Author Topic: A Guide to DTG Printing With Ryonet's Direct to Garment Printer Expert Luke Ryer  (Read 128 times)

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Luke Ryerkerk is Ryonet's direct to garment expert. He helps his wife Elizabeth with Trendy Cactus, her on-demand Etsy-based brand focused on baby clothes and baby shower gifts.

Luke hails from Waco, TX, but is also involved with his family's print shop in Knoxville, TN. He's recently worked on a video series about converting a 2-car garage into a serious custom print shop for Ryonet.

Bruce sat down with Luke for an hour long discussion about direct to garment printing. Luke was candid about the state of DTG printing: it's not for everyone or every shop. But for the right business model and the right customer base, it's an easy win.

When should you lease or buy a DTG printer?

"When I talk to people about getting into DTG, I ask just as many questions about their business and what they're going to use it for as they ask me about the printer – if not more. My key thing is to make sure this printer fits in your shop. If it does, that's great! If it doesn't, that's great too. I'm going to recommend something else. If I can help you succeed, then we're going to do a lot of business together."

There's no single magic number or metric that will tell you when it's right to buy or lease your first DTG printer. But there are some strong signals that indicate your business is ideal for DTG printing.

  • You print a lot of complex artwork. Your shop spends a lot of time setting up screens for jobs that you don't spend very long printing. You're shooting for quick turnaround with the option for photorealistic prints.
  • A lot of your business is from jobs with less than 24 pieces. You take few orders for hundreds of pieces, and are typically tasked with printing low-quantity jobs.
  • Your customer base is right. Your target customers don't need high-quantity production runs, prefer detailed art, or are ordering custom designs from your online store.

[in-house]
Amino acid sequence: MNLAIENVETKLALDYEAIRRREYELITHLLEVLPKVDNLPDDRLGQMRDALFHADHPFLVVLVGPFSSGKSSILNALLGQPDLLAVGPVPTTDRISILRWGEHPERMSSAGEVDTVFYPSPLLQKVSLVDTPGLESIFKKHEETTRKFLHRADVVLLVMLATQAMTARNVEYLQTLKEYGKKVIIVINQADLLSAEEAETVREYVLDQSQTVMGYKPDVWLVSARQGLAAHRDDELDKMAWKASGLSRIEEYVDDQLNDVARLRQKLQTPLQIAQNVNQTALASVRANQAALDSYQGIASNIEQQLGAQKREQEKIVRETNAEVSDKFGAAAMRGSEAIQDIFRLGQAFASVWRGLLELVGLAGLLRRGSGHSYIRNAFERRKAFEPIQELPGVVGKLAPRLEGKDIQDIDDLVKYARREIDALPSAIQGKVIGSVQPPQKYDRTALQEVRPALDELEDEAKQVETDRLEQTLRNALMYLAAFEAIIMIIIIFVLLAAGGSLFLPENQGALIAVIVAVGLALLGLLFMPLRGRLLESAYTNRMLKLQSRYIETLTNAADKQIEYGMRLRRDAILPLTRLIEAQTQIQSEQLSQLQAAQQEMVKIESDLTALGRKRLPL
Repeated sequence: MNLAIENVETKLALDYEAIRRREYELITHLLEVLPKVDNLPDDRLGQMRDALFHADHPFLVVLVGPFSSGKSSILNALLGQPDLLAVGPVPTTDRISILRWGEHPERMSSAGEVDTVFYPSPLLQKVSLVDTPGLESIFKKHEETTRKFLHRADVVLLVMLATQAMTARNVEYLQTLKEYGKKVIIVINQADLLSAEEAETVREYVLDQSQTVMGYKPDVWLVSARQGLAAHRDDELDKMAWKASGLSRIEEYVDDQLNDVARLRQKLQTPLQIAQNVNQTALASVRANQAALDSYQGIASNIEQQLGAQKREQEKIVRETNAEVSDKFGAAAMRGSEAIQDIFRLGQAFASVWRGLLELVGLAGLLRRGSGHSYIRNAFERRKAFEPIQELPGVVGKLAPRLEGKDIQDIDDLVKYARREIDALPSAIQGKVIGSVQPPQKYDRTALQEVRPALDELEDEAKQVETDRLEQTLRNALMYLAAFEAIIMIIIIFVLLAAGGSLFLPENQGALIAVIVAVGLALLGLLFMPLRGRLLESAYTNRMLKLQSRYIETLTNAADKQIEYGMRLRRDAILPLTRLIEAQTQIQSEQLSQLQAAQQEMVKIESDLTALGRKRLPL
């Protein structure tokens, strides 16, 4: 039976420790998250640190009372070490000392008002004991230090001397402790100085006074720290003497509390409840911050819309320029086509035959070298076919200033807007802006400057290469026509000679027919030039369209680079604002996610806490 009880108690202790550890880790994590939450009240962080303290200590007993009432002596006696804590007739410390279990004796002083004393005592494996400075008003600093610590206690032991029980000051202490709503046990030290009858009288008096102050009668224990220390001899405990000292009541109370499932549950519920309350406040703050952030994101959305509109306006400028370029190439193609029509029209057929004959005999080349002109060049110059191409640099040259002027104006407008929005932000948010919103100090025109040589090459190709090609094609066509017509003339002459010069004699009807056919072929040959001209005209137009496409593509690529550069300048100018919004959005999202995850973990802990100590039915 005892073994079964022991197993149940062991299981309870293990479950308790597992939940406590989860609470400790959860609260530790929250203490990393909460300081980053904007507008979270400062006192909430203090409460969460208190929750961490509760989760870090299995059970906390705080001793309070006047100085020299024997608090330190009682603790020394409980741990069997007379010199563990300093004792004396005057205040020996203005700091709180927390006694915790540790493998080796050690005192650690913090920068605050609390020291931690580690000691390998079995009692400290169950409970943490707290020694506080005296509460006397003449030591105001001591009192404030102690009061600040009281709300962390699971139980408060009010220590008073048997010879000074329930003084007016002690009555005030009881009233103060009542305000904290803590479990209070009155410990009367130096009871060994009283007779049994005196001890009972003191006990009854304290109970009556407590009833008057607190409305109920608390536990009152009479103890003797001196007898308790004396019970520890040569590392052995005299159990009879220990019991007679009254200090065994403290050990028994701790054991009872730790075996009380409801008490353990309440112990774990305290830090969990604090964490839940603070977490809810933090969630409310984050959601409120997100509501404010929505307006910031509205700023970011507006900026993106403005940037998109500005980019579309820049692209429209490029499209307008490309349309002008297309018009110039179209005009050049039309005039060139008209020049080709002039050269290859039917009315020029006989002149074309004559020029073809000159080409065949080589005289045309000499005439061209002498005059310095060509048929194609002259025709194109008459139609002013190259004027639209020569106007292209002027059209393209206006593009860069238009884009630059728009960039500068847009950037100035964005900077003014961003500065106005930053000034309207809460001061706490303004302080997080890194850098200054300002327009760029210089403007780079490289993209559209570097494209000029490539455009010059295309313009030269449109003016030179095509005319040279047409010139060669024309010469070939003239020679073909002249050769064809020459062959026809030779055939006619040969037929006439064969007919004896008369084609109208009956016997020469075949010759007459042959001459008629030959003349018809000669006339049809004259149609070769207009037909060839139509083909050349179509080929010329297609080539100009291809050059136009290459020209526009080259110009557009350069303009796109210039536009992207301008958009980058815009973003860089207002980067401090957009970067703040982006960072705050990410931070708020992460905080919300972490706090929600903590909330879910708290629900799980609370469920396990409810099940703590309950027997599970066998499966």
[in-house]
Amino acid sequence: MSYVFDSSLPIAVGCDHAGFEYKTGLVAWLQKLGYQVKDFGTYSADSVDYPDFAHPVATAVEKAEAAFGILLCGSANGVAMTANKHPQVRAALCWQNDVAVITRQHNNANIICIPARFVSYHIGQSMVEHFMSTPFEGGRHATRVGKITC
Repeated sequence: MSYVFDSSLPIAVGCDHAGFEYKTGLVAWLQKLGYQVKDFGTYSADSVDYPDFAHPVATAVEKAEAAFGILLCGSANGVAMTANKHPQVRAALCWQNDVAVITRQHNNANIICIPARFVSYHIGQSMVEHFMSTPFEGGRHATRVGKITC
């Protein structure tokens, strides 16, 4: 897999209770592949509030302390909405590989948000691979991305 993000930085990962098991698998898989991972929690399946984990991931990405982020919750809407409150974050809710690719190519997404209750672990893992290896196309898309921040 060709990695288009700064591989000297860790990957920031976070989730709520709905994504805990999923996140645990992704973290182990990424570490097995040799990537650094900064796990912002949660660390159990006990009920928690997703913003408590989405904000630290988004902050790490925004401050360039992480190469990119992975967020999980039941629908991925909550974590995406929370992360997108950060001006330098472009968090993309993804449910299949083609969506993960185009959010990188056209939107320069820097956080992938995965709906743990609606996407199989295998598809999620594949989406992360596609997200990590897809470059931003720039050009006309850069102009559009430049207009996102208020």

• Your business model makes sense for DTG. You're focused on a high volume of low-quantity jobs.
  • Setup times for screen printing are becoming a bottleneck. Because of the complexity of art you're printing, or the volume of small jobs you're taking on, an overwhelming amount of time is spent separating, burning, and reclaiming your screens.
  • You're focused on selling unique designs that need fast turnaround. Your designs are topical, based on memes, highly personalized, or focused on seasonality. Your business model is based on getting a customer's attention and capturing the impulse to buy a shirt – not the HR rep for a large corporation, or the marketing director for a prominent brand.
  • You're working out of a spare bedroom and don't want ink all over the place. Think about where and who your printing is for. If you're an existing shop, DTG might bolster your existing business and allow you to take jobs you'd normally turn away. If you're looking for a way to print in a small space and prefer a tidy working environment, DTG can be a viable option.

The price for entry into DTG is high – so consider your business carefully. Luke doesn't recommend starting your business with an expensive DTG machine and then reverse-engineering a business plan that fits your new printer. Instead, use DTG as another avenue for serving your customers.

Read the full interview here:

1. When should you AVOID going to DTG?
2. What is the best direct to garment printer?
3. Major lesson: RIP software is vital for getting the most out of your DTG printer
4. DTG vs. screen printing
5. What's the best workflow for direct to garment printing?
6. What orders work best for direct to garment printers?
7. How much does a direct to garment printer cost?
8. Should you buy a used DTG printer?
9. Heat transfers vs. Direct to garment printing
10. Should you use DTG printing for online stores? - Printavo, simple shop management software.